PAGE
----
But there is a technological solution that some authorities are starting to get behind: automatically detecting illegal phone use through a roadside camera-plus-software setup.
Australian company One Task has made headlines in recent years for its work in this space. Its system works by taking footage of drivers from above (from freeway overpasses, for example), before running that footage through computer software. The software detects phones in use, with humans then confirming the results.
Systems such as these are in use elsewhere around the world — including in Saudi Arabia — and several states around Australia have recently mooted the possibility of introducing such technology. Victoria ran a test of the system last year which captured 270 drivers using their phones in a five-hour period in one lane of Melbourne’s Eastern Freeway, and more than a 1,000 drivers in three lanes over nine hours on CityLink. New South Wales, however, is the first state to take serious action, having recently started a trial of the system that’s being backed by new legislation.
As Dr Young notes, Victorian authorities are keeping a close eye on the NSW trial.
“Just from talking to VicPol [Victoria Police] and VicRoads briefly at conferences and meetings and things, I know that they’re definitely interested in looking at these systems,” she said. “I guess they need a bit of an evidence base to know whether there is going to be a benefit.”
At face value, automated camera technology would seem to be a good solution to the growing problem of distracted driving.
“I think that’s likely to have quite an impact because … a big reason for why drivers continue to use their phone is that they just don’t think they’re going to get caught,” she said. “They know the dangers that are involved in it, but they think the likelihood of them getting caught is just really slim, so they take the chance.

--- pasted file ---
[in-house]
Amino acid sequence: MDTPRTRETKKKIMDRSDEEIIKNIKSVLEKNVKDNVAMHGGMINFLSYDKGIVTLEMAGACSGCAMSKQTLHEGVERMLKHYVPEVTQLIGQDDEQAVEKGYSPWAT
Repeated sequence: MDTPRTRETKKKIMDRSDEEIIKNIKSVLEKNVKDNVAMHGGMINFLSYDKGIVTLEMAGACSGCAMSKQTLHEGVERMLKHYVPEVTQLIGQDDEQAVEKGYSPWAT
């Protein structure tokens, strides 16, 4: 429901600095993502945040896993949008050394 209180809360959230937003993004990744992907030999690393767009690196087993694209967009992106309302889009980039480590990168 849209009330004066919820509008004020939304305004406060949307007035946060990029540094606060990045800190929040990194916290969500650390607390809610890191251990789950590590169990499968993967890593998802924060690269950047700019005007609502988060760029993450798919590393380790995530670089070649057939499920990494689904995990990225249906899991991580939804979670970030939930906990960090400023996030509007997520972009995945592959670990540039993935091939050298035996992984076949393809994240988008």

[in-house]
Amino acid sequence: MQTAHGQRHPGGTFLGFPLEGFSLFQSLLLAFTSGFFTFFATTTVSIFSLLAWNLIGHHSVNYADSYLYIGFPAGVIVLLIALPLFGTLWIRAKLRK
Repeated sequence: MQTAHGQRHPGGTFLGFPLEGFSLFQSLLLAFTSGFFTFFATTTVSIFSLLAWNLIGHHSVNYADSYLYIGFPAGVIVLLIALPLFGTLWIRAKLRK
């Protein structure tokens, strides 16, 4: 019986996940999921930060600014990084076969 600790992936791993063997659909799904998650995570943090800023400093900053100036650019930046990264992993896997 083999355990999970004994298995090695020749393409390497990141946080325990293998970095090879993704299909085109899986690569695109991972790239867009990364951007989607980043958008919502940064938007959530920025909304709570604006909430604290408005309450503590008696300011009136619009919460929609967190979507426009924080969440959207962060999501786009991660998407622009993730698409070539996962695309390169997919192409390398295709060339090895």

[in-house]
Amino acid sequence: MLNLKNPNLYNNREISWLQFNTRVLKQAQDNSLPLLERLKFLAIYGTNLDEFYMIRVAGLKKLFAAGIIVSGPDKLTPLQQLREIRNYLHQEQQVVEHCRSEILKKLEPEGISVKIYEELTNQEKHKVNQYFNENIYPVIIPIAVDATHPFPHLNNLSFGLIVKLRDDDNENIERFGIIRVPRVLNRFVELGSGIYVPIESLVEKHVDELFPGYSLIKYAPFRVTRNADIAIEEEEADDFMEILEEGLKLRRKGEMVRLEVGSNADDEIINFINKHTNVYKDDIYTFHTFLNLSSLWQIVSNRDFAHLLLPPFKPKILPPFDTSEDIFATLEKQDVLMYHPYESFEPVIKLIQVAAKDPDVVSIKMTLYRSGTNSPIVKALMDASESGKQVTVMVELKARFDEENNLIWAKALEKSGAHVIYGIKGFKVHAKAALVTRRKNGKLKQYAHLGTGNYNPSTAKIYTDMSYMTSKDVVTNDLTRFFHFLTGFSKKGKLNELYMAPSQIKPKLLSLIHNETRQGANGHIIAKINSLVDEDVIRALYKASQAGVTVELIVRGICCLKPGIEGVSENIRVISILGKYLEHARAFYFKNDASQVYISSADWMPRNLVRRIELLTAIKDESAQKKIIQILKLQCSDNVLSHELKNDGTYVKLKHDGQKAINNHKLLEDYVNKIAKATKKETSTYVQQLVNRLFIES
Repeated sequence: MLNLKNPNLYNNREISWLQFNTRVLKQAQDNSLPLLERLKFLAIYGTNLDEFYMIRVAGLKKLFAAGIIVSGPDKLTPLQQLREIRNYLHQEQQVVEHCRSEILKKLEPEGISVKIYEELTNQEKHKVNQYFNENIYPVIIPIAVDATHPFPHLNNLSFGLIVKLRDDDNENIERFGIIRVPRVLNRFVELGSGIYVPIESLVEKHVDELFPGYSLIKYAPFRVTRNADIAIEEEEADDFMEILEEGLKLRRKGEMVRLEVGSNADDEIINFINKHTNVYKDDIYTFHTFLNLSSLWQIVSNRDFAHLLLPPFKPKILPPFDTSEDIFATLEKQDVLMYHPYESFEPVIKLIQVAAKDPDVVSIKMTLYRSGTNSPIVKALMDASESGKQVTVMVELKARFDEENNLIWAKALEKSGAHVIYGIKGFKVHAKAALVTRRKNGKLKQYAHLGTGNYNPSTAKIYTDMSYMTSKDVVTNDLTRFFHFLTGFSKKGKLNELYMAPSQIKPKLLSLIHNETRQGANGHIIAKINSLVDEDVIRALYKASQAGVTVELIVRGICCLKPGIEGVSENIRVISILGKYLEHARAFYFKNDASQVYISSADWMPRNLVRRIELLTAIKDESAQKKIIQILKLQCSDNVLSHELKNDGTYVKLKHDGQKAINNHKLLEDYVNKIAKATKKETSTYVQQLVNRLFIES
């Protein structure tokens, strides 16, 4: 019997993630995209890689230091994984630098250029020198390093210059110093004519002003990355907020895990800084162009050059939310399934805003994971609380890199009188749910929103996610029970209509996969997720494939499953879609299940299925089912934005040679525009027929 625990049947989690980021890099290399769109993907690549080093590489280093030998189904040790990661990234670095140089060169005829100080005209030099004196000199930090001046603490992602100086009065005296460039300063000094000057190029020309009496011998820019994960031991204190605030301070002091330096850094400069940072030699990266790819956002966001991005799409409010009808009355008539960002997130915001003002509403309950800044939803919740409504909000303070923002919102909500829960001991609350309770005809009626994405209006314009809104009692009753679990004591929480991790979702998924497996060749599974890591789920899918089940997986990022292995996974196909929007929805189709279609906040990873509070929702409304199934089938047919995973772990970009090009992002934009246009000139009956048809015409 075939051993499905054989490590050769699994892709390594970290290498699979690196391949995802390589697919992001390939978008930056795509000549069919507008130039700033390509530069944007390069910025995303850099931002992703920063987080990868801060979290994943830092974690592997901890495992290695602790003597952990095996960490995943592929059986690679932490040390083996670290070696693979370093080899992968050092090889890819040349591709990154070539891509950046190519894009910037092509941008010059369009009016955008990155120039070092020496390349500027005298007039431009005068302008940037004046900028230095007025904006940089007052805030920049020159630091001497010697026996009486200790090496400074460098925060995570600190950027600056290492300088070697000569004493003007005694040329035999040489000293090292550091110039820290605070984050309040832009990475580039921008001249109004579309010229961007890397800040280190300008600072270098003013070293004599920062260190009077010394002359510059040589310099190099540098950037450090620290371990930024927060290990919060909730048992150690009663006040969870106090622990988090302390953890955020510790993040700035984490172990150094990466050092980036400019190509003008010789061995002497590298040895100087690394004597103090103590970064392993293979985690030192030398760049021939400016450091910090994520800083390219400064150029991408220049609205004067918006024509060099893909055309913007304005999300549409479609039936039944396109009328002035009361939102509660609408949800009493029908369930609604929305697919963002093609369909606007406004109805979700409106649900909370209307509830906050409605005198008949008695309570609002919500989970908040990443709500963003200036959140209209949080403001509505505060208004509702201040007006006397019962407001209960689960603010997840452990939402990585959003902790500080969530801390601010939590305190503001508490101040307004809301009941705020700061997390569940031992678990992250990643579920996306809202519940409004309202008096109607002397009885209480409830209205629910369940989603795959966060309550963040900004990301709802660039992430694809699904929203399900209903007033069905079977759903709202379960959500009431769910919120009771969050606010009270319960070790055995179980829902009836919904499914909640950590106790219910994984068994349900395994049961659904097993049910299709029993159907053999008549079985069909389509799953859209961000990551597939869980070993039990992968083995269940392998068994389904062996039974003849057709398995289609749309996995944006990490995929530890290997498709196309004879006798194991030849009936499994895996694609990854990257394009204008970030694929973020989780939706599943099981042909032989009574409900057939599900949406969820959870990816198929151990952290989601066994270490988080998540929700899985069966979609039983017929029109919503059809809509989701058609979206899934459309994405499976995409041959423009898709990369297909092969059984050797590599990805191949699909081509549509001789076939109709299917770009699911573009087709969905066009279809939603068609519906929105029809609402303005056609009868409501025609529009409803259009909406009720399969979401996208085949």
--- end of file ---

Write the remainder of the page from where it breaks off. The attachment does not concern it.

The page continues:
“I think if there’s more automated enforcement out there and people start to realise that the chances of being caught is increased, I think that will have an effect.”
Bicycle Network, meanwhile, will continue to push for mandatory phone blocking technology. CEO Craig Richards said the organisation will work behind the scenes with VicRoads and the Victorian government to build momentum in this space. Because ultimately, in Richards’ view, no group is more at risk to distracted driving than cyclists.
“Bike riders see a lot of people on their phone because you can see into the vehicle more easily when you’re on your bike than you can if you’re sitting in a car or a pedestrian,” he said. “The things that we try to advocate for, while they obviously potentially benefit bike riders they benefit others as well. They benefit people when they’re in a car, they benefit people when they’re on foot.
“But overall we do have a big interest in making sure that no one on the road gets hurt or killed, and particularly bike riders.”
It’s too late for Anthony John Marsh and the many other riders who have been killed by distracted drivers. But hopefully, as enforcement becomes stronger and more prevalent, the trend towards illegal phone will turn in the opposite direction and other road users can be spared the same tragic fate.